Modernist view power as an ability to authorize a person to do something they would not otherwise do (Dahl 1957). In any case, there are many other forms of obtaining significant power; some of which includes personal charisma, expertise in related field, coercion and control of raw materials. Individuals develop power by using the strategic contingency theory and that is to tackle uncertainties in the organization (Crozier 2010). As such, this theory means as best as a unit is in entangling negative uncertainties for the organization, the more power it holds. On the other hand, the resource dependency theory is an elaboration of the strategic contingency theory in overcoming uncertainties by manipulation of resources, hence having a reward system of being given larger budgets, more resources and higher positions. The politics behind this gives rise to acquired power (Pfeffer & Salancik 1978). Judging from the two theories, it demonstrates the aim of power development as a control tool to promote efficiency in an organization.

Modernist believes in three control theories that will be discussed shortly. They are namely the cybernetic model, agency and clan theories. All three theories share the same purpose to control and maximize the output levels in an organization. However, they differ in the region and mode of control. In the context of the cybernetic model, it targets to identify the differences between individuals and make adjustments for them in accordance to the requirements needed to achieve organizational goals (Hatch & Cunliffe 2006). This model is a reflection of the modernist view to operate an organization, as their ideas are dependent on mathematical and scientific measures that do not include emotions and human relations. Subsequently, the next theory is the agency theory that helps counter concerns that managers do not act in the best interest of the organization. To solve this issue, job contracts are tailored with specific organizational goals and practices through the benefit of incentives to manipulate managers so that they behave in such that it favors the organization (Eisenhardt 1985). Last but not least, another control theory modernists suggests is to enact clans thought cultural values, norms and expectations that drives individuals to perform up to desired levels of cooperation needed in an organization.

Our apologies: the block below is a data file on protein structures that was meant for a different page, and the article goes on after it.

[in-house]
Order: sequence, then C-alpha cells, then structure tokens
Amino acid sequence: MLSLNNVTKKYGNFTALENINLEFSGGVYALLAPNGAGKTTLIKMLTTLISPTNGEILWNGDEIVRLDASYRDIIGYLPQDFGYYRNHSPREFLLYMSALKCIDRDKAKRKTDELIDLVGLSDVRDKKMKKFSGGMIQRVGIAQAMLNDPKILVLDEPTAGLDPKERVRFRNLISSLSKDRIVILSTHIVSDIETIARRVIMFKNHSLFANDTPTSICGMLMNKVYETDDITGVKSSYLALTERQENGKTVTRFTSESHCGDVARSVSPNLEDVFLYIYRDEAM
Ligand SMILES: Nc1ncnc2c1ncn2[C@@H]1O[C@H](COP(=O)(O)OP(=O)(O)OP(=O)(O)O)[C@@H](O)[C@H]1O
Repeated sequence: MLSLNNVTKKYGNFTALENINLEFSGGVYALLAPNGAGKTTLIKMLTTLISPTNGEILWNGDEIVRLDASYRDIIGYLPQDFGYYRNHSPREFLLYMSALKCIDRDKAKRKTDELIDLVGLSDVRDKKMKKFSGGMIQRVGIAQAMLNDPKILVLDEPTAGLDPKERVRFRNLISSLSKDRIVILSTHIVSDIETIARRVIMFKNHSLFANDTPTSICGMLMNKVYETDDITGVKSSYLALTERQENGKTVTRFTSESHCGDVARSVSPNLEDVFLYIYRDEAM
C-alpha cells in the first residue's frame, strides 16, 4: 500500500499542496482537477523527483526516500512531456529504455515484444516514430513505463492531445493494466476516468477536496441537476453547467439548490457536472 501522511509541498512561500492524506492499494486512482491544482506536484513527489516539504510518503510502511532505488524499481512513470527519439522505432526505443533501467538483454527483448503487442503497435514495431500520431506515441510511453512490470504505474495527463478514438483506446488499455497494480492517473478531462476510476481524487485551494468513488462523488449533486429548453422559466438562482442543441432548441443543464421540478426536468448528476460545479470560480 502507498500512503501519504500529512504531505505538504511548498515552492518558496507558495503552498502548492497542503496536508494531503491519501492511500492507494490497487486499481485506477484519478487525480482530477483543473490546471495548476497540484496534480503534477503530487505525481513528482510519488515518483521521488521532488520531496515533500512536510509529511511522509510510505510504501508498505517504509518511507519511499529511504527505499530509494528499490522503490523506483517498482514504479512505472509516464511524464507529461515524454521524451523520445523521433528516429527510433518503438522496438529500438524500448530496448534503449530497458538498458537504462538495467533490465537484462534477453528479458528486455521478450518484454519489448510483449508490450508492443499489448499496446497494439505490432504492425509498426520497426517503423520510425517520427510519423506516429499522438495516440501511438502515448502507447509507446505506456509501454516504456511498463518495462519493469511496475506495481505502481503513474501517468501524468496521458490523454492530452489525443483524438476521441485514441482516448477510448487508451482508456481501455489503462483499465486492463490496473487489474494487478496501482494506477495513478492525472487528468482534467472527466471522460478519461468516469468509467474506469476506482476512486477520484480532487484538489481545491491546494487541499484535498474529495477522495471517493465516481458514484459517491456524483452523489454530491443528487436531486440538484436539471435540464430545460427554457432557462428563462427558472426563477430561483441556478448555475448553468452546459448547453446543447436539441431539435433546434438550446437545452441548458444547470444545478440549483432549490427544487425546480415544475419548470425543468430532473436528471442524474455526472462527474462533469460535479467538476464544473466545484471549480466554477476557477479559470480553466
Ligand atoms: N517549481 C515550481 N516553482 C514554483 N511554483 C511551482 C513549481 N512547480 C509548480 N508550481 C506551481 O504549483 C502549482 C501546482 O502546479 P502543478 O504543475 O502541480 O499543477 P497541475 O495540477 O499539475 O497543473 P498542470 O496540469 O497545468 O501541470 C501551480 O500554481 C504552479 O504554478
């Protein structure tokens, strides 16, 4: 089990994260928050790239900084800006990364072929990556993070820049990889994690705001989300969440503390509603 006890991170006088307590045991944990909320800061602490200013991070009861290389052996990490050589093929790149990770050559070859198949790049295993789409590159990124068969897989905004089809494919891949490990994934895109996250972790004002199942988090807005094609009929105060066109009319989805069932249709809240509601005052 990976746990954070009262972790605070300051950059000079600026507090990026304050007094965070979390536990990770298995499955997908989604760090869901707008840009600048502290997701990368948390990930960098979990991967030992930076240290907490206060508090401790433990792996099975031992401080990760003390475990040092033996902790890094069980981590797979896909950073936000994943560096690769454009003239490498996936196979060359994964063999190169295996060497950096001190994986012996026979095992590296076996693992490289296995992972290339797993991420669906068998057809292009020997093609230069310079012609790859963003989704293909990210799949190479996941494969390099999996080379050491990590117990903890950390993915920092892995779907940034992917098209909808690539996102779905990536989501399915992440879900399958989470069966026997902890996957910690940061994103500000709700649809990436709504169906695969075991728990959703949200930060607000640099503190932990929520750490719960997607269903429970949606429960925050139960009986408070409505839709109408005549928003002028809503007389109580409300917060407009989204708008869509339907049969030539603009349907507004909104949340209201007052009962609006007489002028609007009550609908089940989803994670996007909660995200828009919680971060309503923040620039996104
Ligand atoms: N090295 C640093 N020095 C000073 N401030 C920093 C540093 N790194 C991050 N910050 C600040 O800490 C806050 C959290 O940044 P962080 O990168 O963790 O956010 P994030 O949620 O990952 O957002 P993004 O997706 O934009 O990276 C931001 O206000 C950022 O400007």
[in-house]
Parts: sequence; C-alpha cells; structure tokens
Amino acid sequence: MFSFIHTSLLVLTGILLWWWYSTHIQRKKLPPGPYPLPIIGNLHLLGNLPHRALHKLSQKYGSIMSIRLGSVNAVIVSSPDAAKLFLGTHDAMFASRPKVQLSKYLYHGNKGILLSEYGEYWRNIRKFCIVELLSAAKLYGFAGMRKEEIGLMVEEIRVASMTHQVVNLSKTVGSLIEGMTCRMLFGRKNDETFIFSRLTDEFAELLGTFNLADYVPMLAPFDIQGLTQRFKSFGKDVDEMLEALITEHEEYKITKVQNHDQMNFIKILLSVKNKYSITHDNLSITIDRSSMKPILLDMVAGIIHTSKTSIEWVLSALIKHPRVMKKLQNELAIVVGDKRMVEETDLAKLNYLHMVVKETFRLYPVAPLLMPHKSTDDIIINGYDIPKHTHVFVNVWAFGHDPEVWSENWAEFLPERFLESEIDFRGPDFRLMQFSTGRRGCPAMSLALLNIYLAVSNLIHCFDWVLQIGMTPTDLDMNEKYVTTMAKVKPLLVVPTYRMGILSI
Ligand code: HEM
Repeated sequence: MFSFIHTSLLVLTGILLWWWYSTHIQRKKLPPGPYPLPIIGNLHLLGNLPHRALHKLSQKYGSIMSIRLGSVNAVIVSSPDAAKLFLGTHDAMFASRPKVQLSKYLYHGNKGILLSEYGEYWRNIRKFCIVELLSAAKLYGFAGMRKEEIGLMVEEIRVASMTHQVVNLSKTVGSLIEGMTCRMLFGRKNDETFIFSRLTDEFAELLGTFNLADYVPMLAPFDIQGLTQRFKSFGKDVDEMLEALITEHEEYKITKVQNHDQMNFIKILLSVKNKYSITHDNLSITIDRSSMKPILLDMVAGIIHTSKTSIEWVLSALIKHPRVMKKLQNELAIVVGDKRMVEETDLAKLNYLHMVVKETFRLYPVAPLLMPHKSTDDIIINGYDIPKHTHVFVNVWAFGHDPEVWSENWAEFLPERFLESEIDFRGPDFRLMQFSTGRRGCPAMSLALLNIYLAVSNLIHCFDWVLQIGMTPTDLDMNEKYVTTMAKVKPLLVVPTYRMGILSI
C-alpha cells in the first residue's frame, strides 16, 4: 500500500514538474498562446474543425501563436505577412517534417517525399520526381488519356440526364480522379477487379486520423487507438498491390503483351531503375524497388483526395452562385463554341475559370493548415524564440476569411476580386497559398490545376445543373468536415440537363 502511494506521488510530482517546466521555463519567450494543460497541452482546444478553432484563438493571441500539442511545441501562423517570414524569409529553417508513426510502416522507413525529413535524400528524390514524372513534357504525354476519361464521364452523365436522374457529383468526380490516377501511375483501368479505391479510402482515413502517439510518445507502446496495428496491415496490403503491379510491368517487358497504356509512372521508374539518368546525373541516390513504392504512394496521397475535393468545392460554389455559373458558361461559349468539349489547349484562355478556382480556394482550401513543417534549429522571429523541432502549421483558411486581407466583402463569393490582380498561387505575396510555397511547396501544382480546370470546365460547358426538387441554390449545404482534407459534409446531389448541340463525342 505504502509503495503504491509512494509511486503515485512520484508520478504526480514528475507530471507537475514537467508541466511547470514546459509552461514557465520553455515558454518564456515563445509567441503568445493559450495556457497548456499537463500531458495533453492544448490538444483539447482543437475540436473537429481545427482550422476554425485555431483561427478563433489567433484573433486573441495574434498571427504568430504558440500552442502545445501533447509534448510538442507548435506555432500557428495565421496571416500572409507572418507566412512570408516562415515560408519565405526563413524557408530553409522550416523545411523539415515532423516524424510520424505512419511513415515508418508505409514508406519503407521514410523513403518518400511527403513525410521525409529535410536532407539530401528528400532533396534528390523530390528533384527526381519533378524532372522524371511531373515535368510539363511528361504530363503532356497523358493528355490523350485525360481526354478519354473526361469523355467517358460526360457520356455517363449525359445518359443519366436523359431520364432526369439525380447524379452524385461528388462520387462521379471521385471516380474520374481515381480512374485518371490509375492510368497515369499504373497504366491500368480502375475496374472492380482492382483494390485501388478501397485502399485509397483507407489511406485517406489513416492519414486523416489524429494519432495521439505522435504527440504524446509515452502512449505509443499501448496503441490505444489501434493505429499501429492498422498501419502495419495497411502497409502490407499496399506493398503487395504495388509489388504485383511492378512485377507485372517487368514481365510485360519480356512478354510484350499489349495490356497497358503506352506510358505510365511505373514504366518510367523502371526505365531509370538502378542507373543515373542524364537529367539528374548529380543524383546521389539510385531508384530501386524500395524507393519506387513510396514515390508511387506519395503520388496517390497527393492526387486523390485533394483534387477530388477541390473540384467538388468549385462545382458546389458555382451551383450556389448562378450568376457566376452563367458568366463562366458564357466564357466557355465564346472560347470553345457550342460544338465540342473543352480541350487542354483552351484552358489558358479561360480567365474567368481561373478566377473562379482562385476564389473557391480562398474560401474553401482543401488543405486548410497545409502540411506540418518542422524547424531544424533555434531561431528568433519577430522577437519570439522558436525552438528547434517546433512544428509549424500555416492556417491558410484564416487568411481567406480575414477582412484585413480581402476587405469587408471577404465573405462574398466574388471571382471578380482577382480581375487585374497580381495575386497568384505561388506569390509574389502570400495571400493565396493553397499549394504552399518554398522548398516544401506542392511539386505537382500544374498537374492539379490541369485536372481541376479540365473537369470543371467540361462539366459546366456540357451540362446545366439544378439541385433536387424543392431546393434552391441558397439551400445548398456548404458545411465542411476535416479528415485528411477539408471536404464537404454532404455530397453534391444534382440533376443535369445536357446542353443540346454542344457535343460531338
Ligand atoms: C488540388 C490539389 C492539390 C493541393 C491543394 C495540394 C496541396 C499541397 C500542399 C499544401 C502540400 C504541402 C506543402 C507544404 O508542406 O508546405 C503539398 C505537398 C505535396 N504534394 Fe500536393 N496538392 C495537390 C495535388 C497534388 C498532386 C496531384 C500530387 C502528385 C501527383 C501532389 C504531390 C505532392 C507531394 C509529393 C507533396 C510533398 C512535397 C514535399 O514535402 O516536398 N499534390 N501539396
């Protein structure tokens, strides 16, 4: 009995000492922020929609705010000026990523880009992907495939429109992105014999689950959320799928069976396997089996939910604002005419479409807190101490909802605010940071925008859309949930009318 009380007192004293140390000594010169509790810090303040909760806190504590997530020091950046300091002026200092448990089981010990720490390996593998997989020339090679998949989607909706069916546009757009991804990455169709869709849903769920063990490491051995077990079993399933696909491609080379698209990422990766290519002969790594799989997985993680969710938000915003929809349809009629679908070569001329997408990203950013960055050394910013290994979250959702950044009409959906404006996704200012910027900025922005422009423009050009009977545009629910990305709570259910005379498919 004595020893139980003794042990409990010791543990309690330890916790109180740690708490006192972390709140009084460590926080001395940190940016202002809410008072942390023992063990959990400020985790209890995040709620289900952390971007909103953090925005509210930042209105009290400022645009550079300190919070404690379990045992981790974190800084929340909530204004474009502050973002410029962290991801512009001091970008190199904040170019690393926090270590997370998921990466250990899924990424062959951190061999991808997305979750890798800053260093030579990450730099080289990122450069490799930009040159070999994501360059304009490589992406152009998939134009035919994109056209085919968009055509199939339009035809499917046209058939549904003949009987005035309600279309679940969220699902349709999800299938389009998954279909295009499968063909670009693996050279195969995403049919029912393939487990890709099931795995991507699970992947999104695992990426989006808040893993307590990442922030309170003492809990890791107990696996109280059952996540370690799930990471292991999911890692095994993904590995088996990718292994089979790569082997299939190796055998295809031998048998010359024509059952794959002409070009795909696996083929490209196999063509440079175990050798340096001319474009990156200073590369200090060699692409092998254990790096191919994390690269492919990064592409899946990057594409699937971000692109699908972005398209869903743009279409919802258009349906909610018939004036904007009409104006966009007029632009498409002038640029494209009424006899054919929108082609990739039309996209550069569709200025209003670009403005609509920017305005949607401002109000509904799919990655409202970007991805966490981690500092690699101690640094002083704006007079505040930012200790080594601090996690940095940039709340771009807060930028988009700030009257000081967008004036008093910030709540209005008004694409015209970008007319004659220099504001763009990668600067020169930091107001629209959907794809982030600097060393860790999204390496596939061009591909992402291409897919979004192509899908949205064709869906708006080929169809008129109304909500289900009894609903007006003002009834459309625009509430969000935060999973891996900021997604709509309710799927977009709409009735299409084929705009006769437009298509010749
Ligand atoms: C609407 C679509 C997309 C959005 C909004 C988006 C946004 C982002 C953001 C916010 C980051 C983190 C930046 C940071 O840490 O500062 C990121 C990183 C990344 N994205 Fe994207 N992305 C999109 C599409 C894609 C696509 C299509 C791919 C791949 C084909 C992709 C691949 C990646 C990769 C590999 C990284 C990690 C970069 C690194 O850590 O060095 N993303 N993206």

Therefore, we can deduce that in an internal organization structure, power is the root to establishing controls and resistance is formed as a result of control that the organization has over its people. Thus, from a modernist ideology, resistance inherits tension that hinders productivity (Hatch & Cunliffe 2006).

The Critical Theorists Perspective

To know how organizations work from a critical perspective, we must first understand that the reason critical thinking existed is due to skepticism of the modernist motives and questions the modernistic way of bureaucratic manipulation. A critical approach will be concerned with challenging conjectures with its ways of perspectives, understanding and executing (Alvesson and Deetz 2000). Subsequently, there is a vast difference in comparison of modernist and critical theories on power and control. Modernist theorists are more interested in developing the use of power to amplify benefits in an organization while critical theorists are more concerned in going against the modernist perspectives and seek to establish a humanistic and ethical way for power and control to be distributed in organizations (Hatch & Cunliffe 2006).